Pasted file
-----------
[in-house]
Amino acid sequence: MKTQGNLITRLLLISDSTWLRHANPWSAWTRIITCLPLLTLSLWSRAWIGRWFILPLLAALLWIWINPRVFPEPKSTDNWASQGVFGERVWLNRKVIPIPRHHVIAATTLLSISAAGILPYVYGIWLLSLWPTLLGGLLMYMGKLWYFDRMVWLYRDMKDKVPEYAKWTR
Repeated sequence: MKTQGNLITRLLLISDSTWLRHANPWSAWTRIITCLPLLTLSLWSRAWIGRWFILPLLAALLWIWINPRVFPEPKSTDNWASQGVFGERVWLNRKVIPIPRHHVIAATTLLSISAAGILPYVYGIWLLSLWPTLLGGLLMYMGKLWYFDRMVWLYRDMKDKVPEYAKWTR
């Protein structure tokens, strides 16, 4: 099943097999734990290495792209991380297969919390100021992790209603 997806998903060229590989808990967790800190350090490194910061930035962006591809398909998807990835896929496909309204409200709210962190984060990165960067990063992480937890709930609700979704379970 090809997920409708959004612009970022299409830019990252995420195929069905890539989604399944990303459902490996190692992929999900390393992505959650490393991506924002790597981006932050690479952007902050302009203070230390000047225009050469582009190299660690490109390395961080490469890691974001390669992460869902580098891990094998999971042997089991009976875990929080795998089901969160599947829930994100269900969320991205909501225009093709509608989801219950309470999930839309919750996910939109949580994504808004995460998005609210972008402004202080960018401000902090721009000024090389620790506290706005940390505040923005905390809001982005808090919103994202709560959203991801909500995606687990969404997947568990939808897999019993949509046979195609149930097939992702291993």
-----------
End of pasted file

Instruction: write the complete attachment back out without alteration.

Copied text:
[in-house]
Amino acid sequence: MKTQGNLITRLLLISDSTWLRHANPWSAWTRIITCLPLLTLSLWSRAWIGRWFILPLLAALLWIWINPRVFPEPKSTDNWASQGVFGERVWLNRKVIPIPRHHVIAATTLLSISAAGILPYVYGIWLLSLWPTLLGGLLMYMGKLWYFDRMVWLYRDMKDKVPEYAKWTR
Repeated sequence: MKTQGNLITRLLLISDSTWLRHANPWSAWTRIITCLPLLTLSLWSRAWIGRWFILPLLAALLWIWINPRVFPEPKSTDNWASQGVFGERVWLNRKVIPIPRHHVIAATTLLSISAAGILPYVYGIWLLSLWPTLLGGLLMYMGKLWYFDRMVWLYRDMKDKVPEYAKWTR
């Protein structure tokens, strides 16, 4: 099943097999734990290495792209991380297969919390100021992790209603 997806998903060229590989808990967790800190350090490194910061930035962006591809398909998807990835896929496909309204409200709210962190984060990165960067990063992480937890709930609700979704379970 090809997920409708959004612009970022299409830019990252995420195929069905890539989604399944990303459902490996190692992929999900390393992505959650490393991506924002790597981006932050690479952007902050302009203070230390000047225009050469582009190299660690490109390395961080490469890691974001390669992460869902580098891990094998999971042997089991009976875990929080795998089901969160599947829930994100269900969320991205909501225009093709509608989801219950309470999930839309919750996910939109949580994504808004995460998005609210972008402004202080960018401000902090721009000024090389620790506290706005940390505040923005905390809001982005808090919103994202709560959203991801909500995606687990969404997947568990939808897999019993949509046979195609149930097939992702291993």